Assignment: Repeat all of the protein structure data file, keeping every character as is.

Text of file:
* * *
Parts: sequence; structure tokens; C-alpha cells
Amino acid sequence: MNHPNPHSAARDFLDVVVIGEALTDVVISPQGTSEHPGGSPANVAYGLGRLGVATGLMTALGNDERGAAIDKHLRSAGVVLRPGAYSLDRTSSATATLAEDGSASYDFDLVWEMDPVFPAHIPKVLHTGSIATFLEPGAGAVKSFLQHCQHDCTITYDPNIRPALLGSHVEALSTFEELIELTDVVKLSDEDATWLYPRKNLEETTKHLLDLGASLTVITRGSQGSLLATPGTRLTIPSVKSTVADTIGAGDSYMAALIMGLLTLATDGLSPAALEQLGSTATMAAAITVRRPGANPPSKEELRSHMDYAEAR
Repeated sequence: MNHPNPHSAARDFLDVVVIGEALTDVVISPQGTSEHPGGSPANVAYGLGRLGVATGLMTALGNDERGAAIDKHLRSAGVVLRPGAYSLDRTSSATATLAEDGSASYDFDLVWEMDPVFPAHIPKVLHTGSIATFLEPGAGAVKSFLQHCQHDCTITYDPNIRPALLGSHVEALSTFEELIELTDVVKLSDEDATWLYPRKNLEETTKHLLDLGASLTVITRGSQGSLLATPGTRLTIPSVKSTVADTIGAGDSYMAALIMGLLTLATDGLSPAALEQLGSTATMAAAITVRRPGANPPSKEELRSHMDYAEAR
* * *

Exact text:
Parts: sequence; structure tokens; C-alpha cells
Amino acid sequence: MNHPNPHSAARDFLDVVVIGEALTDVVISPQGTSEHPGGSPANVAYGLGRLGVATGLMTALGNDERGAAIDKHLRSAGVVLRPGAYSLDRTSSATATLAEDGSASYDFDLVWEMDPVFPAHIPKVLHTGSIATFLEPGAGAVKSFLQHCQHDCTITYDPNIRPALLGSHVEALSTFEELIELTDVVKLSDEDATWLYPRKNLEETTKHLLDLGASLTVITRGSQGSLLATPGTRLTIPSVKSTVADTIGAGDSYMAALIMGLLTLATDGLSPAALEQLGSTATMAAAITVRRPGANPPSKEELRSHMDYAEAR
Repeated sequence: MNHPNPHSAARDFLDVVVIGEALTDVVISPQGTSEHPGGSPANVAYGLGRLGVATGLMTALGNDERGAAIDKHLRSAGVVLRPGAYSLDRTSSATATLAEDGSASYDFDLVWEMDPVFPAHIPKVLHTGSIATFLEPGAGAVKSFLQHCQHDCTITYDPNIRPALLGSHVEALSTFEELIELTDVVKLSDEDATWLYPRKNLEETTKHLLDLGASLTVITRGSQGSLLATPGTRLTIPSVKSTVADTIGAGDSYMAALIMGLLTLATDGLSPAALEQLGSTATMAAAITVRRPGANPPSKEELRSHMDYAEAR